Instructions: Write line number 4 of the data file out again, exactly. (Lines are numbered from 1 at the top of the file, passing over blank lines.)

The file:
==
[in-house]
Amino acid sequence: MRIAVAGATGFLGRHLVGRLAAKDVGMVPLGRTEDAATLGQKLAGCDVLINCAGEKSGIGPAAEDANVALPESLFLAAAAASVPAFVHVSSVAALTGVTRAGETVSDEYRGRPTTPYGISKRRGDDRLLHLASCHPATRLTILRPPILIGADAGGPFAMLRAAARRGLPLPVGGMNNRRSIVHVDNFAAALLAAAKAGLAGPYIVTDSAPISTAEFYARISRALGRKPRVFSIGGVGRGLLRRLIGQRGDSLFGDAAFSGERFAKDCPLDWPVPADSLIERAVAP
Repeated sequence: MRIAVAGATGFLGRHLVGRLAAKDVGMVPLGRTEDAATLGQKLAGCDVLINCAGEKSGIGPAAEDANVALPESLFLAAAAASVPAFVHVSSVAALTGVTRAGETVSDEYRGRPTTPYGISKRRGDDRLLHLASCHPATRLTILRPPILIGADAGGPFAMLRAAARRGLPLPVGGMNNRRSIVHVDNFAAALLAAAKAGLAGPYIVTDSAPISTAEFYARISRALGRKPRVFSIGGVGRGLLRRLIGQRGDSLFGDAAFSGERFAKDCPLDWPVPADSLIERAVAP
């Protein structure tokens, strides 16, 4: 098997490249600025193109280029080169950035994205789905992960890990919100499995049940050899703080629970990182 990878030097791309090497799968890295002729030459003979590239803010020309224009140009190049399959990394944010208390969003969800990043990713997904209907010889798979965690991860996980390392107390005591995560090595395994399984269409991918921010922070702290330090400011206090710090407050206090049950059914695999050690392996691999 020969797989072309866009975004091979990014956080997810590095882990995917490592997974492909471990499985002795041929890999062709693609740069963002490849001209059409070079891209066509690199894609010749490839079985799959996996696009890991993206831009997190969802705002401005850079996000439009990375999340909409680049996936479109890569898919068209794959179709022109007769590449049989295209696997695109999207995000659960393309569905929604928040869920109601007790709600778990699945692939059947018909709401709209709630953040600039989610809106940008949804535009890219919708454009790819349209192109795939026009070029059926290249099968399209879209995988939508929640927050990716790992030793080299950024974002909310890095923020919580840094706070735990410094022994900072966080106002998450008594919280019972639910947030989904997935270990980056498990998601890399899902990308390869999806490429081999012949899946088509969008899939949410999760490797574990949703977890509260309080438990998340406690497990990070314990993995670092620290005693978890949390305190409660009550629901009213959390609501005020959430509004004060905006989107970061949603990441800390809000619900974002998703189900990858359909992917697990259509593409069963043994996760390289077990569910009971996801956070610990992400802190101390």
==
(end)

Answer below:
């Protein structure tokens, strides 16, 4: 098997490249600025193109280029080169950035994205789905992960890990919100499995049940050899703080629970990182 990878030097791309090497799968890295002729030459003979590239803010020309224009140009190049399959990394944010208390969003969800990043990713997904209907010889798979965690991860996980390392107390005591995560090595395994399984269409991918921010922070702290330090400011206090710090407050206090049950059914695999050690392996691999 020969797989072309866009975004091979990014956080997810590095882990995917490592997974492909471990499985002795041929890999062709693609740069963002490849001209059409070079891209066509690199894609010749490839079985799959996996696009890991993206831009997190969802705002401005850079996000439009990375999340909409680049996936479109890569898919068209794959179709022109007769590449049989295209696997695109999207995000659960393309569905929604928040869920109601007790709600778990699945692939059947018909709401709209709630953040600039989610809106940008949804535009890219919708454009790819349209192109795939026009070029059926290249099968399209879209995988939508929640927050990716790992030793080299950024974002909310890095923020919580840094706070735990410094022994900072966080106002998450008594919280019972639910947030989904997935270990980056498990998601890399899902990308390869999806490429081999012949899946088509969008899939949410999760490797574990949703977890509260309080438990998340406690497990990070314990993995670092620290005693978890949390305190409660009550629901009213959390609501005020959430509004004060905006989107970061949603990441800390809000619900974002998703189900990858359909992917697990259509593409069963043994996760390289077990569910009971996801956070610990992400802190101390």